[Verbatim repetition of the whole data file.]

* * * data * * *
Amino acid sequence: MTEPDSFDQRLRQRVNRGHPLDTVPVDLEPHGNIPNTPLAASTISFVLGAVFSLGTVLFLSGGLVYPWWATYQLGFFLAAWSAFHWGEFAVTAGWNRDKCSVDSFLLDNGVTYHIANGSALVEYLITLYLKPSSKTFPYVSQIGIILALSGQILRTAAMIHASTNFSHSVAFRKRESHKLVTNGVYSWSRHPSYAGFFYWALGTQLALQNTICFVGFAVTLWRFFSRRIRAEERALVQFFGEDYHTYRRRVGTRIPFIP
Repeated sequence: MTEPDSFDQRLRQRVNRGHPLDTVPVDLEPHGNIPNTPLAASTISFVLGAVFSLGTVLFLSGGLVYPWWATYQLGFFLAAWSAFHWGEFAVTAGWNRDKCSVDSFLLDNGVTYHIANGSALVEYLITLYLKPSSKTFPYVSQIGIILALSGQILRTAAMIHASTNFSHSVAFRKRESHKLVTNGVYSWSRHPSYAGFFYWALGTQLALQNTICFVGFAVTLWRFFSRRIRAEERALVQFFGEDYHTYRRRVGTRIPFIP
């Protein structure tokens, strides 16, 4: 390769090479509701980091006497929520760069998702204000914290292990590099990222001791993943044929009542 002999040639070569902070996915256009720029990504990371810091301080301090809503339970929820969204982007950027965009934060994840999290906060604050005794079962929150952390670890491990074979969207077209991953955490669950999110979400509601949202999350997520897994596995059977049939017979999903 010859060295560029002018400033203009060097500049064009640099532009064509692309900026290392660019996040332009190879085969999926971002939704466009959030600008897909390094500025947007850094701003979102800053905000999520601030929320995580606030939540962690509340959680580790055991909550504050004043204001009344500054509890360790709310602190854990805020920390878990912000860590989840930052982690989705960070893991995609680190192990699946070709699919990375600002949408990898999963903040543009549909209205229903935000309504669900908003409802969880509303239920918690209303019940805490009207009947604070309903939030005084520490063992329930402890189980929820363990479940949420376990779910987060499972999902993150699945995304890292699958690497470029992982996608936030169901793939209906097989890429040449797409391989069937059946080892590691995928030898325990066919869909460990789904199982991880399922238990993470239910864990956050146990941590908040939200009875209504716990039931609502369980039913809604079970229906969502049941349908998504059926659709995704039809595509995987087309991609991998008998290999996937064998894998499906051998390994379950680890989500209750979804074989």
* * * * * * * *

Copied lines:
Amino acid sequence: MTEPDSFDQRLRQRVNRGHPLDTVPVDLEPHGNIPNTPLAASTISFVLGAVFSLGTVLFLSGGLVYPWWATYQLGFFLAAWSAFHWGEFAVTAGWNRDKCSVDSFLLDNGVTYHIANGSALVEYLITLYLKPSSKTFPYVSQIGIILALSGQILRTAAMIHASTNFSHSVAFRKRESHKLVTNGVYSWSRHPSYAGFFYWALGTQLALQNTICFVGFAVTLWRFFSRRIRAEERALVQFFGEDYHTYRRRVGTRIPFIP
Repeated sequence: MTEPDSFDQRLRQRVNRGHPLDTVPVDLEPHGNIPNTPLAASTISFVLGAVFSLGTVLFLSGGLVYPWWATYQLGFFLAAWSAFHWGEFAVTAGWNRDKCSVDSFLLDNGVTYHIANGSALVEYLITLYLKPSSKTFPYVSQIGIILALSGQILRTAAMIHASTNFSHSVAFRKRESHKLVTNGVYSWSRHPSYAGFFYWALGTQLALQNTICFVGFAVTLWRFFSRRIRAEERALVQFFGEDYHTYRRRVGTRIPFIP
């Protein structure tokens, strides 16, 4: 390769090479509701980091006497929520760069998702204000914290292990590099990222001791993943044929009542 002999040639070569902070996915256009720029990504990371810091301080301090809503339970929820969204982007950027965009934060994840999290906060604050005794079962929150952390670890491990074979969207077209991953955490669950999110979400509601949202999350997520897994596995059977049939017979999903 010859060295560029002018400033203009060097500049064009640099532009064509692309900026290392660019996040332009190879085969999926971002939704466009959030600008897909390094500025947007850094701003979102800053905000999520601030929320995580606030939540962690509340959680580790055991909550504050004043204001009344500054509890360790709310602190854990805020920390878990912000860590989840930052982690989705960070893991995609680190192990699946070709699919990375600002949408990898999963903040543009549909209205229903935000309504669900908003409802969880509303239920918690209303019940805490009207009947604070309903939030005084520490063992329930402890189980929820363990479940949420376990779910987060499972999902993150699945995304890292699958690497470029992982996608936030169901793939209906097989890429040449797409391989069937059946080892590691995928030898325990066919869909460990789904199982991880399922238990993470239910864990956050146990941590908040939200009875209504716990039931609502369980039913809604079970229906969502049941349908998504059926659709995704039809595509995987087309991609991998008998290999996937064998894998499906051998390994379950680890989500209750979804074989």